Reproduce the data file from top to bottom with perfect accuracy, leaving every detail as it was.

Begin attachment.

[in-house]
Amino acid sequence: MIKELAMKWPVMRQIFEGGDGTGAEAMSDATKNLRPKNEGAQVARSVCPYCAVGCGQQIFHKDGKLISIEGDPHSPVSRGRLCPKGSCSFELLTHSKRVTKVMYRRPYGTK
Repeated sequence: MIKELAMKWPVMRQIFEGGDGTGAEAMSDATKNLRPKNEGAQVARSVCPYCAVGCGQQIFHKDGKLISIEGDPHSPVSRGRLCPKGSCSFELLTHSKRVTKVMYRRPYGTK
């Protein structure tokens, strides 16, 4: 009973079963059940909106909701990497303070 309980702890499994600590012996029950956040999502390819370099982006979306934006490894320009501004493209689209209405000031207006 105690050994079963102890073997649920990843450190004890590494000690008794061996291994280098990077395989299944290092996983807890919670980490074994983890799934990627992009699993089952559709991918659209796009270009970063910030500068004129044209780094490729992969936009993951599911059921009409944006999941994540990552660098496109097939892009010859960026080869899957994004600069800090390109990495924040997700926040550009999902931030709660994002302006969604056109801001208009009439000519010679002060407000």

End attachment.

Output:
[in-house]
Amino acid sequence: MIKELAMKWPVMRQIFEGGDGTGAEAMSDATKNLRPKNEGAQVARSVCPYCAVGCGQQIFHKDGKLISIEGDPHSPVSRGRLCPKGSCSFELLTHSKRVTKVMYRRPYGTK
Repeated sequence: MIKELAMKWPVMRQIFEGGDGTGAEAMSDATKNLRPKNEGAQVARSVCPYCAVGCGQQIFHKDGKLISIEGDPHSPVSRGRLCPKGSCSFELLTHSKRVTKVMYRRPYGTK
């Protein structure tokens, strides 16, 4: 009973079963059940909106909701990497303070 309980702890499994600590012996029950956040999502390819370099982006979306934006490894320009501004493209689209209405000031207006 105690050994079963102890073997649920990843450190004890590494000690008794061996291994280098990077395989299944290092996983807890919670980490074994983890799934990627992009699993089952559709991918659209796009270009970063910030500068004129044209780094490729992969936009993951599911059921009409944006999941994540990552660098496109097939892009010859960026080869899957994004600069800090390109990495924040997700926040550009999902931030709660994002302006969604056109801001208009009439000519010679002060407000």